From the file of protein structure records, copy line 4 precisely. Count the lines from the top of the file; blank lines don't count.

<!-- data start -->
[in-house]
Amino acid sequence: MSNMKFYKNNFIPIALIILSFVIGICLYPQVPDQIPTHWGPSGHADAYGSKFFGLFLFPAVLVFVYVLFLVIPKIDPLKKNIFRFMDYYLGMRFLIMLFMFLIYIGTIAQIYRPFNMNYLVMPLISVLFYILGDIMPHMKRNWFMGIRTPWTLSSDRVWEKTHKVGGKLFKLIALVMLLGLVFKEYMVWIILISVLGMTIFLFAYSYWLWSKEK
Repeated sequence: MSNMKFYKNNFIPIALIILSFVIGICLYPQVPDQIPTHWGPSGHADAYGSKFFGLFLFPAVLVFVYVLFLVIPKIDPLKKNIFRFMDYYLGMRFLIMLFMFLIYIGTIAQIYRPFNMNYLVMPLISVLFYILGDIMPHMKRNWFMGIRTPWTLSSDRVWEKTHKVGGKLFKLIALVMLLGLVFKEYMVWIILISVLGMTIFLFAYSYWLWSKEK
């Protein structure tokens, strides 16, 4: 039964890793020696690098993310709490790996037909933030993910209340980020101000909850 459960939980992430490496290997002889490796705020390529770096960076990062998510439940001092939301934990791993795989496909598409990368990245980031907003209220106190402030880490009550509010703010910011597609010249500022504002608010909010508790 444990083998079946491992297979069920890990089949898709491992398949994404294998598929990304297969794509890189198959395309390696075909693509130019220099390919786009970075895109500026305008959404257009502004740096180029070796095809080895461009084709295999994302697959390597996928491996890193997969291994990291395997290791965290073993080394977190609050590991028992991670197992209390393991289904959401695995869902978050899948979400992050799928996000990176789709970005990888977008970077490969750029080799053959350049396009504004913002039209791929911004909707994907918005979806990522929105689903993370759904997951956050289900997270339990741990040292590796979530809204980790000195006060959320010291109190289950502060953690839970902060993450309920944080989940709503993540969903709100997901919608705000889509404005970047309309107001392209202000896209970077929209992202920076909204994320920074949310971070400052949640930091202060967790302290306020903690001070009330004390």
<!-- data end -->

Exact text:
């Protein structure tokens, strides 16, 4: 039964890793020696690098993310709490790996037909933030993910209340980020101000909850 459960939980992430490496290997002889490796705020390529770096960076990062998510439940001092939301934990791993795989496909598409990368990245980031907003209220106190402030880490009550509010703010910011597609010249500022504002608010909010508790 444990083998079946491992297979069920890990089949898709491992398949994404294998598929990304297969794509890189198959395309390696075909693509130019220099390919786009970075895109500026305008959404257009502004740096180029070796095809080895461009084709295999994302697959390597996928491996890193997969291994990291395997290791965290073993080394977190609050590991028992991670197992209390393991289904959401695995869902978050899948979400992050799928996000990176789709970005990888977008970077490969750029080799053959350049396009504004913002039209791929911004909707994907918005979806990522929105689903993370759904997951956050289900997270339990741990040292590796979530809204980790000195006060959320010291109190289950502060953690839970902060993450309920944080989940709503993540969903709100997901919608705000889509404005970047309309107001392209202000896209970077929209992202920076909204994320920074949310971070400052949640930091202060967790302290306020903690001070009330004390």